FIG. 4 shows a view of the battery operated submersible motorized system in action, which is similar to FIG. 3 only the lid of the watertight housing (100) is removed to show the contents of the container of the watertight housing (110). In a preferred embodiment, the battery power source (180) for powering the battery operated submersible motorized system (1) comprises a 12 Volt 7.0 AH battery (Model GH1270 from CBS Battery Technologies, Inc, Fort Worth Tex.). In a preferred embodiment, rechargeable batteries are utilized. A solar panel battery recharging system or other battery recharging system designed to project above the surface of the water may be used to recharge the power source (180). The battery power source ((180), and also shown in FIG. 9) can be any voltage or type of battery, which sufficiently powers the battery operated submersible motorized system. Additionally, wires can also be connected from the submerged system out of the water into a recharging system or alternate power source located on dry land (e.g. a automotive battery or recharging device located in a duck blind). For example, any portable power supply capable of running a portable motor that can pull at least a portion of a waterfowl decoy below the water's surface will be sufficient and is considered to be within the scope and spirit of this invention.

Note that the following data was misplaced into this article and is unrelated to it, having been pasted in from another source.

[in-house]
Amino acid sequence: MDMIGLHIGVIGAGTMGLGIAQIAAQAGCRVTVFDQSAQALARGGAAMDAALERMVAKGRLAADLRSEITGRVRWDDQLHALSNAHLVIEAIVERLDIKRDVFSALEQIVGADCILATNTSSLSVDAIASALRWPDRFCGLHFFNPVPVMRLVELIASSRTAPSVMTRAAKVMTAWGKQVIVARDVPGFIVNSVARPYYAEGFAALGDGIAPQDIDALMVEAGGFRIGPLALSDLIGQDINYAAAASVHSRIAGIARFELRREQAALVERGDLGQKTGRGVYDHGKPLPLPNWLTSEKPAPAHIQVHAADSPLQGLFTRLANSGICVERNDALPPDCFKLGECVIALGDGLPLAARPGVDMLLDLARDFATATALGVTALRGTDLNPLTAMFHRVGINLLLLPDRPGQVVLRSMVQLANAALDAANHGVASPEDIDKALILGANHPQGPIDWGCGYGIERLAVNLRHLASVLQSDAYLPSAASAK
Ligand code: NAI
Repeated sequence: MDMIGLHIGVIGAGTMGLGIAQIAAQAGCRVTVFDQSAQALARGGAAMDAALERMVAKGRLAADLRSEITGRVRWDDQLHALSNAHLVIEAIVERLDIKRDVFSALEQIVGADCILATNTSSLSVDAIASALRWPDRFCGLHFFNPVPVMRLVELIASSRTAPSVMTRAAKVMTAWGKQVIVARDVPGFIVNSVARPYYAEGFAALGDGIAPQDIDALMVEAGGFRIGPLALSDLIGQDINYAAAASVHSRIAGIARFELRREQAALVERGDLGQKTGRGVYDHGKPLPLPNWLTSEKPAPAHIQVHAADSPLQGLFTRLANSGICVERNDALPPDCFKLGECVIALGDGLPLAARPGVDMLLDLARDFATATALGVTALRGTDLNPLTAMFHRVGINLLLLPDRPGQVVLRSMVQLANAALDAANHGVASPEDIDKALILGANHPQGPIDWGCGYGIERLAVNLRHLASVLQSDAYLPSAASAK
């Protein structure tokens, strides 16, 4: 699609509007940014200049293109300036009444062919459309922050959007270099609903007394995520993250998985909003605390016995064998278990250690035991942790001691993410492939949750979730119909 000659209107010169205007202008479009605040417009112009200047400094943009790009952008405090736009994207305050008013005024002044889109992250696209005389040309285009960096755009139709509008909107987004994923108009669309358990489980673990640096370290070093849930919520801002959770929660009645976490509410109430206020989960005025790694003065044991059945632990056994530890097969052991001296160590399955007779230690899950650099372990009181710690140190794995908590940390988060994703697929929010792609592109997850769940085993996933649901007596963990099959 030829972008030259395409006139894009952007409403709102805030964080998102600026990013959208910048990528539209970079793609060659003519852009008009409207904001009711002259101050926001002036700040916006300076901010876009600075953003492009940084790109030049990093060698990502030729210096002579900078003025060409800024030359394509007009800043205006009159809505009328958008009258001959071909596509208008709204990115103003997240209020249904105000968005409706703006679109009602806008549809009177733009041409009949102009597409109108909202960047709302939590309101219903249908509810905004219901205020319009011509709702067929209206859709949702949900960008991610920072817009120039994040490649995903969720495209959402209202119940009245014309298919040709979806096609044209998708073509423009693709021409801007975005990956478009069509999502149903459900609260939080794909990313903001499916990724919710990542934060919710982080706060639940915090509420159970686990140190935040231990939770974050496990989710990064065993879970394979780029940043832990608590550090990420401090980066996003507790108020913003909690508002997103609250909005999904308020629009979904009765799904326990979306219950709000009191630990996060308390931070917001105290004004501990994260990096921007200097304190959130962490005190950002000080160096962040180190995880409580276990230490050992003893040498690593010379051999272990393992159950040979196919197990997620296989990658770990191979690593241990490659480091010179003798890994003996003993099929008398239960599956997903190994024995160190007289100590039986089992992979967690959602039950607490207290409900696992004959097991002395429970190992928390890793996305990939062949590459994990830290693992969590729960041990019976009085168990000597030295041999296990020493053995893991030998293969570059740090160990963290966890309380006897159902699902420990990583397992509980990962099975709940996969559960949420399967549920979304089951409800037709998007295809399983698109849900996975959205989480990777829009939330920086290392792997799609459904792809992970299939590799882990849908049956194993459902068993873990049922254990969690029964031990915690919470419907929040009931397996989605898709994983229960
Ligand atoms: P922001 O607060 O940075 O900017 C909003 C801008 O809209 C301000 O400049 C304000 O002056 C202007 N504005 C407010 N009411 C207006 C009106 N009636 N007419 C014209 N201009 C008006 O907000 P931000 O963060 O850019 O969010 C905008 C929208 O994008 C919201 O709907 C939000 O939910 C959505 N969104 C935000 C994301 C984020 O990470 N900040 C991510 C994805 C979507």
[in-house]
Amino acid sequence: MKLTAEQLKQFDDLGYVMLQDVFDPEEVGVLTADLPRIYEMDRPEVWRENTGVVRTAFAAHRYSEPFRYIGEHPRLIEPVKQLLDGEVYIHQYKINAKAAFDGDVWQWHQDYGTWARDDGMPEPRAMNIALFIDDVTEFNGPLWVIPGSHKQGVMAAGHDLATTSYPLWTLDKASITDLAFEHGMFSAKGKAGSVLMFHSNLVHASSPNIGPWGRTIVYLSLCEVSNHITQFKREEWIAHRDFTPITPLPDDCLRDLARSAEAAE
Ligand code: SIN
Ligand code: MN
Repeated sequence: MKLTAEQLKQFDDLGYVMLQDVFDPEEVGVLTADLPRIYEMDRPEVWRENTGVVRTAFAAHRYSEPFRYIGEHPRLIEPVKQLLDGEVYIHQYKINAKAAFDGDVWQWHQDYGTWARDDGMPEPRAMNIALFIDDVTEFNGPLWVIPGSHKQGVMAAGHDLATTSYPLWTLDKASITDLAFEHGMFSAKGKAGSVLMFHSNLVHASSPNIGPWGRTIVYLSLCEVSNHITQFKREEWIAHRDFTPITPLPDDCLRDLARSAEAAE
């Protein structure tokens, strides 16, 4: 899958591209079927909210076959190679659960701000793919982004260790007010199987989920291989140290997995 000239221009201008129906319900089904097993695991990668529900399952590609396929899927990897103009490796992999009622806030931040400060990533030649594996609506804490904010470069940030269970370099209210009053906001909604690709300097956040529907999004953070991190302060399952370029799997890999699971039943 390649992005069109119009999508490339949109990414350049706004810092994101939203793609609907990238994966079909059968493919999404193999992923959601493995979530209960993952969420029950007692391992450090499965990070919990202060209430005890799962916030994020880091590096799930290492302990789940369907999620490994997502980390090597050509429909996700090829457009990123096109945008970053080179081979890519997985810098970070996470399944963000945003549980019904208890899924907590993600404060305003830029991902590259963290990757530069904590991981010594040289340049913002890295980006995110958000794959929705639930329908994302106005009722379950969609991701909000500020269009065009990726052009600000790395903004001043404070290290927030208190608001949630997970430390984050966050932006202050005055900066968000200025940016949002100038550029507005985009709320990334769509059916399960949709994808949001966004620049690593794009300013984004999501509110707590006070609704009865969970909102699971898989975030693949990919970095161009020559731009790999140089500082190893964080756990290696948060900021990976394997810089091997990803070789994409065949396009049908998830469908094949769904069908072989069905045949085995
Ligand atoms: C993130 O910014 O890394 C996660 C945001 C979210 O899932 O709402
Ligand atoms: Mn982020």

The electric switch and timer mechanism (190), which controls the submersible motorized mechanism's length of time on, off and speed of operation, by length of time controller (191). The wiring leads (192) (193) (194) of the electric switch and timer mechanism are also shown in FIG. 4. However, any portable electric switch with a timer mechanism capable of switching the portable motor off and on at predetermined time intervals will be sufficient and is considered to be within the scope and spirit of this invention.